A New Year’s Blessing

A new year, a chance to begin again.

A new year, a moment of hope.

There is purity and freshness in this new year; you can make it whatever you want it to be.

The old year is gone. You don’t need to worry about it any more. You can unload its baggage here and move into a new year with a fresh face.

It’s a clean slate, a fresh start.

This year, I pray that the weak gain the strength to carry on, the broken know the beauty in their scars, the tired rest in the peace they desire, the lonely find the joy of solitude, and the cold learn the warmth of love.

I hope that hugs are given freely, people dance for joy, strangers smile at one another, kind words are spoken, the hungry are fed, the naked are clothed, and people share flowers instead of hate.

May you find whatever you’re looking for, learn whatever you’re missing, discover small beauties, enjoy doing good, cherish moments of greatness, and grow more into yourself.

May you love with a love that is more than love (thanks, Edgar).

May you hope with every breath inside you.

Know the joy of a sunrise, a good book, a hot cup of coffee or tea, rain on a roof, thunder storms in spring, an unexpected visitor, a secret smile, a laugh with a friend, or holding someone’s hand.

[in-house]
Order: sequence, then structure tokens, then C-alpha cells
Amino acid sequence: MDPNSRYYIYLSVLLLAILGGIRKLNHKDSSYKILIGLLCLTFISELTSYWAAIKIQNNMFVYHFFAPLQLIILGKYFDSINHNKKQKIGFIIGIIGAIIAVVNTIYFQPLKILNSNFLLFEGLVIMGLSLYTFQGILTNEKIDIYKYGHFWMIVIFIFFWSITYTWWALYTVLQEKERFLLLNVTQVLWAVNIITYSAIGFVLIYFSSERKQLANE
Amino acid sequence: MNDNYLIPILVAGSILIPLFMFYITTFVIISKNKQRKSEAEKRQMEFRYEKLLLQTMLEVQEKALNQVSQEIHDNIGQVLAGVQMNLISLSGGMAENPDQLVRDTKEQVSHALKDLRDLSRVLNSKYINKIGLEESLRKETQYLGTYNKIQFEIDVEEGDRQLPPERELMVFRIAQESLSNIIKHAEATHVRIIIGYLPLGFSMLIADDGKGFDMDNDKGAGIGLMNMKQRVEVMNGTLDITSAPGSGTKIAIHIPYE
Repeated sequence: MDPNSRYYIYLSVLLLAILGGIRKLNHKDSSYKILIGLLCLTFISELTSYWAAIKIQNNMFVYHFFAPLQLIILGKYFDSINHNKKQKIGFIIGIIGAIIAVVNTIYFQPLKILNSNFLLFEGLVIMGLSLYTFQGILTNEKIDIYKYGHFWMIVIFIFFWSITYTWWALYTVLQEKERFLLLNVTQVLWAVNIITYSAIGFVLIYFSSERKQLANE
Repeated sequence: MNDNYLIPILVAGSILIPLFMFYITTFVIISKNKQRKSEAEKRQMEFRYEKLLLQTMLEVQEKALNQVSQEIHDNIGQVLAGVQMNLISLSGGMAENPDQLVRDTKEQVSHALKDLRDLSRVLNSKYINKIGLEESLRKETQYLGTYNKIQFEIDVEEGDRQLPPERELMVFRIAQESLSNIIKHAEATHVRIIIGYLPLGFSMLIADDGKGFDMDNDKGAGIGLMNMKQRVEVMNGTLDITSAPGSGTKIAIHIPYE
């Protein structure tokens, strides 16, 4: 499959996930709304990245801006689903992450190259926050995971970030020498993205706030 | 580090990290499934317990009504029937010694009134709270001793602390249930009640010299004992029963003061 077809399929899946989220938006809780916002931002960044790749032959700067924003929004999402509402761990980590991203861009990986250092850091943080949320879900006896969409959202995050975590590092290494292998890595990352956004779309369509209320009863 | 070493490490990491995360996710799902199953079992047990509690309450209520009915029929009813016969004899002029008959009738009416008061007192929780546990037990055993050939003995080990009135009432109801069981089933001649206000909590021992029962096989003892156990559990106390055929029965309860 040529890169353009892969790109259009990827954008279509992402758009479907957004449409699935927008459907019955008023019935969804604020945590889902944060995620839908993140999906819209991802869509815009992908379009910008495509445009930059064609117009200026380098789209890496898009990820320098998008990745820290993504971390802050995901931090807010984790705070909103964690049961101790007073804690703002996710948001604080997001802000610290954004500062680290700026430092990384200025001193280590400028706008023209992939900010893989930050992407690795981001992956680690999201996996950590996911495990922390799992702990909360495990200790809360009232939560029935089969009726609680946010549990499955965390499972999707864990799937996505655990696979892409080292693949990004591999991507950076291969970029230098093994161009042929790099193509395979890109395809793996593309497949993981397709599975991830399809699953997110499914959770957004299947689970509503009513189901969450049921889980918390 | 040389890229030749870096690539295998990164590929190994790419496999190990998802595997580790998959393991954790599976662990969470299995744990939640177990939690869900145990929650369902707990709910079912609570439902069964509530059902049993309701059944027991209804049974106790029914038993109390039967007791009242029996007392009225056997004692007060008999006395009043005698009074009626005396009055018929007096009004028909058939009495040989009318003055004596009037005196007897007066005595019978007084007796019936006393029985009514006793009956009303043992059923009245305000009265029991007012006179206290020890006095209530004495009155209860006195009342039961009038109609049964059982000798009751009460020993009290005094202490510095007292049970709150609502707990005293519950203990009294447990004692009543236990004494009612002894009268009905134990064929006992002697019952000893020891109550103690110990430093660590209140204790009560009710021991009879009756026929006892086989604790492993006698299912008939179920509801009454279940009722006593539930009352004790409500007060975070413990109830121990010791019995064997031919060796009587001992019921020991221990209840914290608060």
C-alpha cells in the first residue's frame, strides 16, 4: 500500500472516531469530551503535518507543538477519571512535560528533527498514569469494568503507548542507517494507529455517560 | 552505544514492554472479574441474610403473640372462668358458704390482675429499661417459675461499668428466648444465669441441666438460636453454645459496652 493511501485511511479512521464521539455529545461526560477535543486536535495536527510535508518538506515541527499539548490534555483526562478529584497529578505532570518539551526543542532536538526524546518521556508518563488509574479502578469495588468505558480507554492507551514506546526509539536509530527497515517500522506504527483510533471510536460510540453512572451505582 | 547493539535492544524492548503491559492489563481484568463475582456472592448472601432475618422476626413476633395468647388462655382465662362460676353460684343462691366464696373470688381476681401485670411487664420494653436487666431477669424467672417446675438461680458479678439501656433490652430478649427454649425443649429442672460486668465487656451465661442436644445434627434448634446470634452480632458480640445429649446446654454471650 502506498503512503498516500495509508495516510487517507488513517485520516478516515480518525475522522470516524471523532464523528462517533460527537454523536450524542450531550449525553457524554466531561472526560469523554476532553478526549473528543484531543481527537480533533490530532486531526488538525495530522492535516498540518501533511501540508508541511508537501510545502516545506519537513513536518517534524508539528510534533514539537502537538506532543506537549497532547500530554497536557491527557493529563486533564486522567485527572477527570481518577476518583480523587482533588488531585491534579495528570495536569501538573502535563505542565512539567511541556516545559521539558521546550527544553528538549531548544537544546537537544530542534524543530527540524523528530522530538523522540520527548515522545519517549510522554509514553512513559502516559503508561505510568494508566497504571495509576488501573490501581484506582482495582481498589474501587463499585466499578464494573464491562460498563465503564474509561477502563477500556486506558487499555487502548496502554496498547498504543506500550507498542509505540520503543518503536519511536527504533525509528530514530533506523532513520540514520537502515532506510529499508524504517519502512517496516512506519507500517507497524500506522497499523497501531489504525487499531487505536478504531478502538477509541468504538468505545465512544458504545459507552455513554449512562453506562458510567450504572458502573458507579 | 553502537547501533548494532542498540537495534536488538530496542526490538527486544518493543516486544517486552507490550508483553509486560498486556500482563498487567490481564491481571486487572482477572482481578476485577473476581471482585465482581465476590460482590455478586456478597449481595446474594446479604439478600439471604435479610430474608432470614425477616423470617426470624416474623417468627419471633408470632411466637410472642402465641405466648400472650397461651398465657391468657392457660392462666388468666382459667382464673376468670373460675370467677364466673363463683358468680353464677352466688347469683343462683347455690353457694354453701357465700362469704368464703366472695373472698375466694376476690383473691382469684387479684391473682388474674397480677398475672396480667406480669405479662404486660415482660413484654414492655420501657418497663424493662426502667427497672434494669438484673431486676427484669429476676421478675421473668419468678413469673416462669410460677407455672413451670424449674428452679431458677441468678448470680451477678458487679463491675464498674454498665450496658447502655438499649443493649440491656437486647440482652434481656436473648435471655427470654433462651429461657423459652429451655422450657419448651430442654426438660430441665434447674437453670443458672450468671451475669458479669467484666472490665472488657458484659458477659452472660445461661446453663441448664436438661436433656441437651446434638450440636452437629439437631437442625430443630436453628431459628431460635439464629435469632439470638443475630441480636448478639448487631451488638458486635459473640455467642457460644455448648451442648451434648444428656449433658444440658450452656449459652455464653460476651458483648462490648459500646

May this year bring you everything you need and some of what you want with a few laughs sprinkled in for good measure.

May you be surrounded by friends and family who love you.

May you know the love of the Father in new and wonderful ways.

This is my prayer for you this year.



It’s a time where we remember a child in an itchy manger in a smelly stable surrounded by noisy animals being visited by complete strangers.

His poor mother, who has just given birth (not the most comfortable of things) probably looks like a mess and feels even worse. And here come a bunch of shepherds who smell like the sheep they tend telling a story of a bunch of angels and so eager for a glimpse of the child.

Graciously, she extends a welcome to them, believing the story that would have had them locked away today, and knowing, deep inside, just how special this child of hers is.

Who knows what Joseph is doing then. I always imagine that he’s proud, like a new father should be, but a little confused because he knows the child isn’t really his – that the child is, in fact, God’s Son. I imagine him being worried about Mary and the baby and a little upset because the only thing he could give her was a stable. I imagine him being a little frazzled and constantly running his hands through his hair and pacing around. I picture him trying to shelter Mary and the child from the shepherds when they first come in with their story, but then accepting them and letting them see and worship.

The story’s usually really cute and sweet, but I imagine it was a little rough around the edges back then. They were probably a little (a lot) stressed out. Mary and Joseph were probably exhausted.

I really don’t believe the Christmas carols that say that Jesus didn’t cry. Babies cry. And scream. And smell funny. And look like strange, mutant lizards.

It probably wasn’t as peaceful as we’d like it to be, but, in that moment, God became fully man and salvation was on its way. That makes it beautiful.

I wonder if Mary knew that.